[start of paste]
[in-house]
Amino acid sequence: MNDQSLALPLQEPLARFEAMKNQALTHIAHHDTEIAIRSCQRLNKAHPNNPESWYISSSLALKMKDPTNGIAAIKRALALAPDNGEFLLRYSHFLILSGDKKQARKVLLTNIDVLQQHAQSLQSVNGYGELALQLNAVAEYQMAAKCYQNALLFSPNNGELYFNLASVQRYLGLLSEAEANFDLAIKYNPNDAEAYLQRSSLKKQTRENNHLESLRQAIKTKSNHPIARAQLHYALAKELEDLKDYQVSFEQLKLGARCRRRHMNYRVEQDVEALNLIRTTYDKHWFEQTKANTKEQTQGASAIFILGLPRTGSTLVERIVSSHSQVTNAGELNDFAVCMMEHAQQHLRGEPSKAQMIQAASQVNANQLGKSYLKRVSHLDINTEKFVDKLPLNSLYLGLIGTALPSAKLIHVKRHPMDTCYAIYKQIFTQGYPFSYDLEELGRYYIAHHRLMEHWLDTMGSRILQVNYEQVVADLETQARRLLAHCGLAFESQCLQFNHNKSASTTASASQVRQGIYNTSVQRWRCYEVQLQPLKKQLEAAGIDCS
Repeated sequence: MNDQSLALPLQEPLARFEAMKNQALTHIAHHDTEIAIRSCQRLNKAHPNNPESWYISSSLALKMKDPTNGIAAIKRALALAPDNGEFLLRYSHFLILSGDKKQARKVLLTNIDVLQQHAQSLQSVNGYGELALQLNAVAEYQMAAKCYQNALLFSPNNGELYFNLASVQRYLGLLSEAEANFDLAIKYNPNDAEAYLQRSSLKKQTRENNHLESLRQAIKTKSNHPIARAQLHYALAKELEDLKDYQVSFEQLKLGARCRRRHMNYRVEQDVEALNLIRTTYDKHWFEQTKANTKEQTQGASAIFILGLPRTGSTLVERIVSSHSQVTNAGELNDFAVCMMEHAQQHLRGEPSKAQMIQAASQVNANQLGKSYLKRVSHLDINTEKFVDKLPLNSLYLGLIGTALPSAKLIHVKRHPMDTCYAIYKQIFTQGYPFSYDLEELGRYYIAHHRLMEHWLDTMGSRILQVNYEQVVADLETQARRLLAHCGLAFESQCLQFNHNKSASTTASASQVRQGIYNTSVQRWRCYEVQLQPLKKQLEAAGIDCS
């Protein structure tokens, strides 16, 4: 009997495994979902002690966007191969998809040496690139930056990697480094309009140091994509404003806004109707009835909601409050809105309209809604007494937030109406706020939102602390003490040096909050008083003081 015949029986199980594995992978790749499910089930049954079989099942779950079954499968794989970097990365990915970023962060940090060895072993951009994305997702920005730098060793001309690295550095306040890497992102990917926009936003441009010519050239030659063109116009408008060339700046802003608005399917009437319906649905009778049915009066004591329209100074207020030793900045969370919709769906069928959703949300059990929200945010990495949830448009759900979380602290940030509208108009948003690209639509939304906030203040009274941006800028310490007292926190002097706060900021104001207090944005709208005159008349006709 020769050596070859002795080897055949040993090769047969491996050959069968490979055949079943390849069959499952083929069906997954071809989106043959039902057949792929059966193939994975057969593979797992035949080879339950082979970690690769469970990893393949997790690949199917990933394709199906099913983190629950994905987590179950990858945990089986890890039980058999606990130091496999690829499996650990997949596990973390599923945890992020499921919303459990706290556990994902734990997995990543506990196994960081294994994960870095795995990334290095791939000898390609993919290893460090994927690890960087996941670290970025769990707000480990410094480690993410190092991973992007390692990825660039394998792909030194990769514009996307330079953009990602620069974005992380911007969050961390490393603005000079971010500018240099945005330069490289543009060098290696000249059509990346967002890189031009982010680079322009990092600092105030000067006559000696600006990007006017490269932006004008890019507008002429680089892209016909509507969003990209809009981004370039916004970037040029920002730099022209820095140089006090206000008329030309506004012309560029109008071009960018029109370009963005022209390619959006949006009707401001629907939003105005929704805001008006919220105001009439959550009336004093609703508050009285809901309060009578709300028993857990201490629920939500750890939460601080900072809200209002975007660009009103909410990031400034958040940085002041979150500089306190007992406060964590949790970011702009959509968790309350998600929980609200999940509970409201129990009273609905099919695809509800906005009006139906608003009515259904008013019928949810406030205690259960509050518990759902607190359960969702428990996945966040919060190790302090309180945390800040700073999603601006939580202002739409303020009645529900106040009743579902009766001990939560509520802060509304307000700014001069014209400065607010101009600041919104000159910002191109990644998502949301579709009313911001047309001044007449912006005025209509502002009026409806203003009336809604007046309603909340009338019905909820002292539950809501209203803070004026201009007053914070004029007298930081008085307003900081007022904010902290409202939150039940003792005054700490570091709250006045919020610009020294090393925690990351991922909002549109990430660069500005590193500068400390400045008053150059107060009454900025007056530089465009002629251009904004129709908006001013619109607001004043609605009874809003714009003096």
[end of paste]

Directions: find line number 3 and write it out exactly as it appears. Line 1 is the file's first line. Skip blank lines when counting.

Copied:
Repeated sequence: MNDQSLALPLQEPLARFEAMKNQALTHIAHHDTEIAIRSCQRLNKAHPNNPESWYISSSLALKMKDPTNGIAAIKRALALAPDNGEFLLRYSHFLILSGDKKQARKVLLTNIDVLQQHAQSLQSVNGYGELALQLNAVAEYQMAAKCYQNALLFSPNNGELYFNLASVQRYLGLLSEAEANFDLAIKYNPNDAEAYLQRSSLKKQTRENNHLESLRQAIKTKSNHPIARAQLHYALAKELEDLKDYQVSFEQLKLGARCRRRHMNYRVEQDVEALNLIRTTYDKHWFEQTKANTKEQTQGASAIFILGLPRTGSTLVERIVSSHSQVTNAGELNDFAVCMMEHAQQHLRGEPSKAQMIQAASQVNANQLGKSYLKRVSHLDINTEKFVDKLPLNSLYLGLIGTALPSAKLIHVKRHPMDTCYAIYKQIFTQGYPFSYDLEELGRYYIAHHRLMEHWLDTMGSRILQVNYEQVVADLETQARRLLAHCGLAFESQCLQFNHNKSASTTASASQVRQGIYNTSVQRWRCYEVQLQPLKKQLEAAGIDCS